Much uncertainty remains about the Government’s proposal to realign rent costs to 2011 levels in all business leases regardless of the terms of the lease. This has understandably been welcomed by the many retailers who are currently struggling to meet high rental payments. In many cases, landlords have negotiated rental reductions with their tenants who are in genuine distress. However, the Government’s proposal, as it stands, aims to introduce a ‘one size fits all’ solution that effectively benefits all occupiers, regardless of whether their business is suffering or if they genuinely need assistance. It remains to be seen what the outcome will be. In the meantime, the proposal is of little relevance to retail tenants who are negotiating lettings at open market rents in the current climate.
There has been some stabilisation in retail yields in recent quarters, with the most recent data from the Investment Property Databank (IPD) showing retail equivalent yields standing at 8.0% at the end of Q1 2011. This compares with approximately 7.8% pre-Euro and a post-Euro average of 5.2%. However, until such time as there is clarity with regard to Government proposal on rent review reform, investors remain cautious and there is potential for yields to trend weaker. There were no retail investment transactions completed in the Irish market in the first quarter of 2011, confirming the negative impact of the uncertainty.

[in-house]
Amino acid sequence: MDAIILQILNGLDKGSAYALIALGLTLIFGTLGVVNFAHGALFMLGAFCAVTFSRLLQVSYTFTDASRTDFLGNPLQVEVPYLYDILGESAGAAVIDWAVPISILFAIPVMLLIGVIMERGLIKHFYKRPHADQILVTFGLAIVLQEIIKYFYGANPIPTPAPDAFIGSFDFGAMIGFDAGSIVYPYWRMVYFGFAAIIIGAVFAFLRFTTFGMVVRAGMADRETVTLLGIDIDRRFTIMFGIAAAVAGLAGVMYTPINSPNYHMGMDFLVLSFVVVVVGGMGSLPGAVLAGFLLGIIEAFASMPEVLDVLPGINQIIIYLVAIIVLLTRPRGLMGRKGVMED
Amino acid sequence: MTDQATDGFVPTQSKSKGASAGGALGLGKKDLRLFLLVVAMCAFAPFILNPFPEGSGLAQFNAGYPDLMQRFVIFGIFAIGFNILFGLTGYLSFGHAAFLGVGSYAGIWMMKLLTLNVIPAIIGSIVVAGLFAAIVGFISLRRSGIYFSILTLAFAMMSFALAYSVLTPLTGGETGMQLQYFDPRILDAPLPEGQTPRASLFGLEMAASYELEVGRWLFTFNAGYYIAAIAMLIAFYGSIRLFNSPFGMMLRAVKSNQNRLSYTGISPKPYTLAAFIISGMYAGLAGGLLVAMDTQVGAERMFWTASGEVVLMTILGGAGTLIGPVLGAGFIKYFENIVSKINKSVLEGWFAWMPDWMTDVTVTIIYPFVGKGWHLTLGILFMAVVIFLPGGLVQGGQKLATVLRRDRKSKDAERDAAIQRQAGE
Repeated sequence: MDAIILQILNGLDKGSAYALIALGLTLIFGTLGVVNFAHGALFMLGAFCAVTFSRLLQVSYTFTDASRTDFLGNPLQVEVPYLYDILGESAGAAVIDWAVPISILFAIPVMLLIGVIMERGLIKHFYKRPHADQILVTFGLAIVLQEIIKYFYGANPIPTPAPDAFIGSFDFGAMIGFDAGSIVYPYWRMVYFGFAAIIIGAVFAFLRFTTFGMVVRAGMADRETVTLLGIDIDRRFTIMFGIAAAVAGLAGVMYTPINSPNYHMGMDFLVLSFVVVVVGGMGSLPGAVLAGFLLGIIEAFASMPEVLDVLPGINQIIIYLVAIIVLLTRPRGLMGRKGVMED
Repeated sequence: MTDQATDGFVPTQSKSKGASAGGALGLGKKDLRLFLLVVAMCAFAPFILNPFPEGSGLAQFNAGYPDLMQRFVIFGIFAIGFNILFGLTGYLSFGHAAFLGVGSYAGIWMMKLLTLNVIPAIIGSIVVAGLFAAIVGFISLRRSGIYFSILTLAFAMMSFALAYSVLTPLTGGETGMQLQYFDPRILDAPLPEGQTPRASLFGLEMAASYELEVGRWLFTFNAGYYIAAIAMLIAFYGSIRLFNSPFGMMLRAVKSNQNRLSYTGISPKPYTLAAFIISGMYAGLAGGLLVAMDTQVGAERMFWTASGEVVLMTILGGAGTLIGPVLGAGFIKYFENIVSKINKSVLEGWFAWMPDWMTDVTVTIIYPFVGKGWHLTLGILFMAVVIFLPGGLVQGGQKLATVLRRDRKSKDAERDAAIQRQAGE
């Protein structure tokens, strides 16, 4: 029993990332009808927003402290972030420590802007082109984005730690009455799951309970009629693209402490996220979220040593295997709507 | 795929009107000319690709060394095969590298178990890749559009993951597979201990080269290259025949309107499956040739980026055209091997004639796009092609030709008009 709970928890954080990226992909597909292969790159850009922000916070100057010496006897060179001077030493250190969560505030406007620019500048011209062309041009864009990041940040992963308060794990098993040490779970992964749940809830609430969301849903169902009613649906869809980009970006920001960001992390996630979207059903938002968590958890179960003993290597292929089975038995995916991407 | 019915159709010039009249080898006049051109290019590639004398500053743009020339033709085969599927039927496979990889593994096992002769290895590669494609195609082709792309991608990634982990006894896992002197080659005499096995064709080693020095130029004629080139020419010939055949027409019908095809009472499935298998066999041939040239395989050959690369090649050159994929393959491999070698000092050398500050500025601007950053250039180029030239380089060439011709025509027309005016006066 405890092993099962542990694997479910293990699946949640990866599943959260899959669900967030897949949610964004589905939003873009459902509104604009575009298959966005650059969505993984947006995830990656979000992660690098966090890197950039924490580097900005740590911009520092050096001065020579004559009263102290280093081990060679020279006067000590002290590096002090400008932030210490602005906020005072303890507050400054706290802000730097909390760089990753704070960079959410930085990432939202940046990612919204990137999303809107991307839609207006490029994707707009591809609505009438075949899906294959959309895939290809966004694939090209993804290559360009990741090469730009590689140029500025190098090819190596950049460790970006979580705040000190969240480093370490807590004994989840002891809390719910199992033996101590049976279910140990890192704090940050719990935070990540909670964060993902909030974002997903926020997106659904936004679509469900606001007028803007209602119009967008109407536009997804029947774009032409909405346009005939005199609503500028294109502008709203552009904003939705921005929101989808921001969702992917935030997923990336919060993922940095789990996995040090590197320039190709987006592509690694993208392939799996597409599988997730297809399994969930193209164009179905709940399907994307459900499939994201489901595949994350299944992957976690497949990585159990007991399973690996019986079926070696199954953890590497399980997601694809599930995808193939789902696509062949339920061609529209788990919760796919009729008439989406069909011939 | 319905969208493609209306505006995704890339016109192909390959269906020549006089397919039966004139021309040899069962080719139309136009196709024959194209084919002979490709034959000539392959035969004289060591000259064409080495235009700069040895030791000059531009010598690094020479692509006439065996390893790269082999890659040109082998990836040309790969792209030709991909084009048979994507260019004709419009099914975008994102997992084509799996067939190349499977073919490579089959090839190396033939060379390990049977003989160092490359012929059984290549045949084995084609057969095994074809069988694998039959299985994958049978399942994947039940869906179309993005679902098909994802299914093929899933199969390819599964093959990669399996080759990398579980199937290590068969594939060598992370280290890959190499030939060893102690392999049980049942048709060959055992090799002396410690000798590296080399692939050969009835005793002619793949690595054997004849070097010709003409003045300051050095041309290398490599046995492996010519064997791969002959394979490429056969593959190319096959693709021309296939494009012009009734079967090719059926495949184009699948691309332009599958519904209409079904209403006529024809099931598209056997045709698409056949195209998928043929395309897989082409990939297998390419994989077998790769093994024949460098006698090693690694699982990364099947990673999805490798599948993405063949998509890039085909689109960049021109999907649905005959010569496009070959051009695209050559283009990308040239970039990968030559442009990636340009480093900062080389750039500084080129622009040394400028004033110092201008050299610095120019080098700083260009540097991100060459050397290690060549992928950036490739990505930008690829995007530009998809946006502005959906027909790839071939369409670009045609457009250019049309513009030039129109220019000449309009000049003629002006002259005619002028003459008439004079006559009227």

Capital values in the retail sector of the Irish commercial property market have experienced a decline of some 65% from peak levels according to the most recent data from the Investment Property Databank (IPD) while the average decline in commercial property prices (office, retail and industrial) in Ireland has been approximately 60%.
While the underlying economic situation will continue to impact severely on discretionary spending for the foreseeable future, the outlook for prime shopping centres and the main high streets in Dublin is considerably better than many provincial and secondary schemes or locations.
The EU/IMF Programme of Financial Support for Ireland commits the Irish Government to conduct a study during 2011 on the economic impact of eliminating the current cap on the size of retail premises. In our opinion, eliminating the current cap would not necessarily enhance competition or lower prices for consumers.
While conditions will remain difficult for the foreseeable future, many retailers see the current downturn as an opportunity to invest for future growth. Many are focusing their attention on developing their multi-channel platform and reducing their traditional dependence on physical stores.